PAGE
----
VolksWaffle to open brick-and-mortar Belgian waffle kiosk in Carmichael

Courtesy of Volkswaffle

Terry Jeske’s VolksWaffle is a staple at food truck events, farmer’s markets and big local festivals. And in mid- to late-January, fans will finally have a reliable brick-and-mortar location to satisfy their Belgian waffle cravings.

The location (4140 Manzanita Avenue) once housed City Brew, a tiny coffee kiosk in a Carmichael strip mall. Now that kiosk’s been painted bright red, and with brass accents it’ll soon resemble an adorable gift box. Jeske plans to be open from 6 a.m. to 7 p.m., with drive-through and walk-up options for ordering, but no seating on-site.

VolksWaffle specializes in Liége waffles, one of two Belgian styles and by far the superior one. They’re made from yeasted dough—not liquidy batter—with Belgian pearl sugar that creates caramelized crispiness on the outside as well as sweet, crunchy pockets on the inside. It’s a dense, richly textured delight that you will dare not compare to a doughnut, funnel cake or any breakfast plate from your standard diner. And definitely don’t try putting maple syrup on it, either.

Jeske is Belgian. He remembers eating Liége waffles while walking to kindergarten. He loves these waffles. His obsession over ingredients and authenticity means he had no choice but to import pre-made dough from a Belgian bakery—even a frozen dough shipped from Belgium to France to New York and finally to California is far better than what he or a bakery out here could make, he says.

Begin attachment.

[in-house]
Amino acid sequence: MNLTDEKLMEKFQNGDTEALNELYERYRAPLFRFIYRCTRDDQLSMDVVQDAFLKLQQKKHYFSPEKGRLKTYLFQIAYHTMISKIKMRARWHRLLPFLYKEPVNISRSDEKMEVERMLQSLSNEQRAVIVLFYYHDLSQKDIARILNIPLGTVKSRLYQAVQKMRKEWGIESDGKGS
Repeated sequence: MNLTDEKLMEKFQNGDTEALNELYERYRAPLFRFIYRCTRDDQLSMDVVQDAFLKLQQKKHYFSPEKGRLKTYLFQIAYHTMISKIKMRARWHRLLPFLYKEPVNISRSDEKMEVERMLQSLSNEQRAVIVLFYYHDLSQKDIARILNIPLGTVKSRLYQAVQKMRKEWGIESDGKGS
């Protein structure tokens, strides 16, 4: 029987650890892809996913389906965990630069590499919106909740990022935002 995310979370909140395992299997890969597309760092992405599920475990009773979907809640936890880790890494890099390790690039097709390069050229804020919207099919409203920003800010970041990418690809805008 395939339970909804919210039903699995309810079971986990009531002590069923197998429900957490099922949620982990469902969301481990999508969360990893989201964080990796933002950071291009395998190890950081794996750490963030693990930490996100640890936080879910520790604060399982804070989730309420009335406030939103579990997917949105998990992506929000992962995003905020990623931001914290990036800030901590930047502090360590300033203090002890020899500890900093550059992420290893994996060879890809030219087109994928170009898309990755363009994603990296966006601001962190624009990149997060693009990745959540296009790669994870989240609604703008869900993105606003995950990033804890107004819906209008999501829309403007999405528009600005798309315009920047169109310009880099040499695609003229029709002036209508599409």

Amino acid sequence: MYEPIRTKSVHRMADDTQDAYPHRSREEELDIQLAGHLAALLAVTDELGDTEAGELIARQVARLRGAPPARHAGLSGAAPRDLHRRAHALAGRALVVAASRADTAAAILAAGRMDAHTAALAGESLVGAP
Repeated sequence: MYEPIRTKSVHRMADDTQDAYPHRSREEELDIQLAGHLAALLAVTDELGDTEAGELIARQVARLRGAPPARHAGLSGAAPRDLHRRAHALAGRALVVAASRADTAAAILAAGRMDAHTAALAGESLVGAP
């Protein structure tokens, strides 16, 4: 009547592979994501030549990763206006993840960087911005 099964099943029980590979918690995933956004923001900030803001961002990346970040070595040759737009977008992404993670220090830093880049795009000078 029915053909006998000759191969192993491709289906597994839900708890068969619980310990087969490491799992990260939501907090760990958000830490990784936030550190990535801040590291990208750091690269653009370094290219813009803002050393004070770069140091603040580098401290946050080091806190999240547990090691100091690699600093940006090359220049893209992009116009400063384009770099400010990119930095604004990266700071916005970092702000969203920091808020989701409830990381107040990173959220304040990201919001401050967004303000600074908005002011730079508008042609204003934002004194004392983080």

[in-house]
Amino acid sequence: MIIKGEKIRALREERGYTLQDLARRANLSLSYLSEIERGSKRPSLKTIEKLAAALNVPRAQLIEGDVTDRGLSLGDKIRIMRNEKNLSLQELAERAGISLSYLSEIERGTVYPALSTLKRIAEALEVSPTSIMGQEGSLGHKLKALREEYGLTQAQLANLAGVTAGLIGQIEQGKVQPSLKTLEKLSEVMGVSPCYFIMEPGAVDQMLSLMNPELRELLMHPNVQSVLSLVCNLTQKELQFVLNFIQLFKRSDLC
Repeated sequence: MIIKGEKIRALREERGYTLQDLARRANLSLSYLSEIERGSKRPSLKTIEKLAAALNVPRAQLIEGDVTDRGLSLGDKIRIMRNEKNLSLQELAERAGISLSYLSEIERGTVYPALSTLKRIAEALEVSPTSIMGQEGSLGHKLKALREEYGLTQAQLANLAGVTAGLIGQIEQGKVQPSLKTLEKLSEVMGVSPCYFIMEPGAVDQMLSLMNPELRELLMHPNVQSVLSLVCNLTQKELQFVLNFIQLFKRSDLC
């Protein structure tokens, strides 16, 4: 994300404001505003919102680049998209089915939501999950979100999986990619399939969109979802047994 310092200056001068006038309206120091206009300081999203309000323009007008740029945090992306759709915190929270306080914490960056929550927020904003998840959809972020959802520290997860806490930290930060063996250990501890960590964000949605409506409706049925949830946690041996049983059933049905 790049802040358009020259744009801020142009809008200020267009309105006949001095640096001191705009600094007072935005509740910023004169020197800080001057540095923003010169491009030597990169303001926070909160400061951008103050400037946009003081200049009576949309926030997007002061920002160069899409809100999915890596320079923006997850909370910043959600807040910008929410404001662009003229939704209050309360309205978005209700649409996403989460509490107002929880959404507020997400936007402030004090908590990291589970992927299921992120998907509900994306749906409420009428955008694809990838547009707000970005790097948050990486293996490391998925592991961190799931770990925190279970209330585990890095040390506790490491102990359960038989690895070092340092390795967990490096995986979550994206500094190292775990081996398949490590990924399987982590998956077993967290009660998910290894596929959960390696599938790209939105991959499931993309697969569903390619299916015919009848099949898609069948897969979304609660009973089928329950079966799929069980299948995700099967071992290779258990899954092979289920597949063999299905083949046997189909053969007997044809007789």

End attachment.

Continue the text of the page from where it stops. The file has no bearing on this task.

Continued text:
“Dough is so finicky and I am so meticulous; dough is everything,” he says. “We go the extra mile and it’s very costly.”

Packaging, shipping, taxes, fees. It adds up. That’s why he charges about $5 for a waffle. He imports the heavy-duty waffle irons, too.

Liége waffles are taking quite some time to really land in the U.S. That’s a matter of the dough’s time-consuming requirements—not a matter of deliciousness. But you can find plenty of short-cut versions these days—even the frozen food aisle at some grocery stores. Jeske says the best way to test the quality of Liége waffles—and his preferred method of enjoyment—is to eat them plain.

“Toppings can hide something that’s mediocre,” he says.

But people adore their toppings, and VolksWaffle obliges. The brick-and-mortar will offer the same menu as the truck—plain waffles, Belgian chocolate-dipped waffles, waffles with slabs of ice cream or whipped cream and fruit—with some additions. Expect a caramel-pecan waffle and caramel-walnut waffle—with those ingredients being baked into the dough, not thrown on top. Jeske will also serve espresso drinks and Belgian-style coffee.

More VolksWaffle expansion is on Jeske’s radar as well. He called the Carmichael location a “test pilot,” but hopes to open some sit-down locations in the greater Sacramento region. He’d also love to bring Belgian fries to Sacramento, either at a brick-and-mortar or in a separate food truck. For the uninitiated, Belgian fries are traditionally fried in beef fat and duck fat, piled high into a paper cone and served with a slew of mayo-based sauces. It may seem like a big departure from waffles, but Jeske’s efforts are more about maintaining Belgian tradition in general.

“I didn’t create anything,” he says. “I’m just part of a long chain. My big thing is to give them honor, to keep it all going.”

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